Dozens of people were rescued from flash flooding in central Texas early Friday, as emergency responders throughout the state struggled to cope with the wettest May on record.
Flood alerts extended nearly 800 miles from southern Texas to central Missouri, according to The Weather Channel's Justin Abraham. He highlighted "major flash flooding issues around Dallas" after up to 6 inches of rain fell overnight.
Tow-truck driver Robert Levtzow, was stranded on a flooded Dallas street after responding to a police call.
"I was trying to put in reverse to get out and it died off and the water started rising immediately," he told The Weather Channel. "I was scared, didn't know really what to do [so] I called my wife immediately."
Officials in Johnson County, about 54 miles south of Dallas, said they had evacuated about 12 people caught in flooding overnight — including some rescued from "homes inundated with water."
Other incidents involved vehicles and authorities instructed residents to stay off the roads for their own safety.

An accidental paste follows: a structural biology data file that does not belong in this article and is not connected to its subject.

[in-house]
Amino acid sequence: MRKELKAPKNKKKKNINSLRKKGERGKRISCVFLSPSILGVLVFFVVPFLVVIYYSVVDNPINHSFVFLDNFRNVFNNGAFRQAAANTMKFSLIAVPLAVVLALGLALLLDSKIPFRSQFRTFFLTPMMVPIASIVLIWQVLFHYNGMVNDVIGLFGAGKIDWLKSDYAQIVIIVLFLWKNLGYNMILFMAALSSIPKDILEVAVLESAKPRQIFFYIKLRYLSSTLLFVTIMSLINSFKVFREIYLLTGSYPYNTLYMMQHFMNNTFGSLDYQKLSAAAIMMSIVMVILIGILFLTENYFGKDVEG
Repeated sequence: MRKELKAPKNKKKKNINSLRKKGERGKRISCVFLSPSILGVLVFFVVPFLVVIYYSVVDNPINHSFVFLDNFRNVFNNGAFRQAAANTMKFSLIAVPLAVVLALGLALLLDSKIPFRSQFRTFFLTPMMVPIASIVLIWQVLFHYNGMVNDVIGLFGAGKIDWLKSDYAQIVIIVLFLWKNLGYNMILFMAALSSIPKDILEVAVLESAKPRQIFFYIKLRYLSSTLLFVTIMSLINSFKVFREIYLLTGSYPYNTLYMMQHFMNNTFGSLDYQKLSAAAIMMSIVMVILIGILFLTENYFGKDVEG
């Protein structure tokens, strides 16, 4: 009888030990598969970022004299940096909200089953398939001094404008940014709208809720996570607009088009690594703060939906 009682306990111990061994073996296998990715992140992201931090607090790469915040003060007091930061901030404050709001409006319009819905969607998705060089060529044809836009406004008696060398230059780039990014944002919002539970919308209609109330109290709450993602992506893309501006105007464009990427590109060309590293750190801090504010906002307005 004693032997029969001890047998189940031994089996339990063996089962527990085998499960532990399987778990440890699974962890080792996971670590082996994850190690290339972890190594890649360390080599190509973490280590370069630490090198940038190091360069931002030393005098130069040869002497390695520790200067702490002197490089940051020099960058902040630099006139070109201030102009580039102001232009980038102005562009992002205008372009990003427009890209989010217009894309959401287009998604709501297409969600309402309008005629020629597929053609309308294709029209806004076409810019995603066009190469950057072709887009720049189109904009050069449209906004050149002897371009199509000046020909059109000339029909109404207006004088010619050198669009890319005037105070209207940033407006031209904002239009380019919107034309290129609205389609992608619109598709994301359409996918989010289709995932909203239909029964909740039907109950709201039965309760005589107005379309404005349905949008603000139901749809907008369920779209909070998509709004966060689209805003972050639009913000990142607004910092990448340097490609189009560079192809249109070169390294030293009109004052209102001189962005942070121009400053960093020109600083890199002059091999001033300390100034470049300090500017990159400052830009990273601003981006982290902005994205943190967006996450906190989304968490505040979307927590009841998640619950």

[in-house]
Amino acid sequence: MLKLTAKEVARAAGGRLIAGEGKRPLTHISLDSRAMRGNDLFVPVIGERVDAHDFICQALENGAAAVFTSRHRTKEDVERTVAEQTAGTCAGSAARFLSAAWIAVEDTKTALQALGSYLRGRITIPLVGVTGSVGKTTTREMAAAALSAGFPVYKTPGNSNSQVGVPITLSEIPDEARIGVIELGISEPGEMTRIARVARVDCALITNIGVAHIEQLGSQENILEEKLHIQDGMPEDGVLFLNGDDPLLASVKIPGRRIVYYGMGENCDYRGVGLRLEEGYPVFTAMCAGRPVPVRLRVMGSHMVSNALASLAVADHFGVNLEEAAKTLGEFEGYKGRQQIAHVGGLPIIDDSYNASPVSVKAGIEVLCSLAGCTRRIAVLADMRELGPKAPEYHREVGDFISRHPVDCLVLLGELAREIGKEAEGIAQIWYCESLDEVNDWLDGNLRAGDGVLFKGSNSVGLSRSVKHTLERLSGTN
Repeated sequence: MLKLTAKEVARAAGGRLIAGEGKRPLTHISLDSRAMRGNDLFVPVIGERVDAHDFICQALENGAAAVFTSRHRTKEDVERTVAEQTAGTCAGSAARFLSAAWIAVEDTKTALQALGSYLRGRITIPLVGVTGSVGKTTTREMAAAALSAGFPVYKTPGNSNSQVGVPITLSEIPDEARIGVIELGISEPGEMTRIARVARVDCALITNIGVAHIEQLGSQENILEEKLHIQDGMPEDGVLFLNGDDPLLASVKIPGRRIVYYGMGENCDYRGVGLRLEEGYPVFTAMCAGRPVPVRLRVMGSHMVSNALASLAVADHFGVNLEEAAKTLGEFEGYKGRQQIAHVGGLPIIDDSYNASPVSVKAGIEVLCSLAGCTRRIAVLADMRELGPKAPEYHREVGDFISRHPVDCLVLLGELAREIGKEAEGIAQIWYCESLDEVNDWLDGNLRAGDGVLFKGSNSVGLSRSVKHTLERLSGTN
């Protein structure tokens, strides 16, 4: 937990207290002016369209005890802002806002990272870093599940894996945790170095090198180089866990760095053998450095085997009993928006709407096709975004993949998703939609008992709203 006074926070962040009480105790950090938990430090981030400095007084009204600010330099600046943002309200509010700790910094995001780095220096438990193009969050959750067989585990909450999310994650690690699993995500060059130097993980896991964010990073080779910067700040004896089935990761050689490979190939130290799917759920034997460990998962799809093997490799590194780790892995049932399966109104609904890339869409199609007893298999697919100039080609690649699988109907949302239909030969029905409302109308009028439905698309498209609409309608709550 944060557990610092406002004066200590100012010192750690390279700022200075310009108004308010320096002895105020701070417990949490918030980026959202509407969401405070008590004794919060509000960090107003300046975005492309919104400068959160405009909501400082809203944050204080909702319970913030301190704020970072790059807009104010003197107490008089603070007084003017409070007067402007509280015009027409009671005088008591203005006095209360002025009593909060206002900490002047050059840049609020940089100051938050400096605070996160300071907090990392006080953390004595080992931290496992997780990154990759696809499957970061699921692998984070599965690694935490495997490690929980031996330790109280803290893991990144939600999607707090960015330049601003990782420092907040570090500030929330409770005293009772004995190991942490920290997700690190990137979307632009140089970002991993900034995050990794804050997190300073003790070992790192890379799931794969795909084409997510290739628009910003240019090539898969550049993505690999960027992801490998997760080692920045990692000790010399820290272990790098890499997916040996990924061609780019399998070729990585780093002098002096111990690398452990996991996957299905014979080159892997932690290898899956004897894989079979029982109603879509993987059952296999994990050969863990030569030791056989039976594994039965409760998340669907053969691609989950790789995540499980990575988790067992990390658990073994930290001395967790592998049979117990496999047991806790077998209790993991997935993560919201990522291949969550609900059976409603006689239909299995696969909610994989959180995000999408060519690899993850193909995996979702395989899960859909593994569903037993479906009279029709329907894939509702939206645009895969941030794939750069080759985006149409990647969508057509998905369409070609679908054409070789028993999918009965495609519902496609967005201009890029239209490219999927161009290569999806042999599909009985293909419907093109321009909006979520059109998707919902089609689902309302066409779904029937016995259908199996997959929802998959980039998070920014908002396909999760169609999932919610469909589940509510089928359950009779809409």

Johnson County emergency management coordinator Jamie Moore told NBC News that 45 roads had been closed in the area by 3:30 a.m. (4:30 a.m. ET). About an hour earlier, his agency tweeted that "rescue requests continue to flow in."
In Austin, emergency workers recovered a houseboat with about 20 people aboard that went adrift in the record floodwaters.
Flood warnings were issued for 21 communities and flash flood warnings for six, including western Dallas, according to NBC Dallas Fort-Worth. Hail, tornadoes and thunderstorms also remained a possibility.
About 56,100 people were without power throughout the Texas as of 3:30 a.m. ET.
Officials have been closely watching rising rivers and creeks in Texas after heavy rains last weekend. At least 23 people have died in flooding across the state this week.
The hardest-hit area on Thursday night was the corridor running from Laredo on the border with Mexico up through Dallas and over into Oklahoma into Oklahoma City, according to The Weather Channel's Michael Palmer.
Palmer added that the past month had been the wettest May since records began in the late 1800s.
More than 100 flights were canceled going in and out of Dallas-Fort Worth International Airport on Thursday and Friday, according to FlightAware.com.
Dallas officials warned commuters to be extremely cautious while driving.
"If you see water on the roadway even if you think it is one inch don't attempt to drive through it ... if there are barricades up on the road, they're there for a reason," Dallas' assistant emergency management coordinator Kevin Oden told NBC News.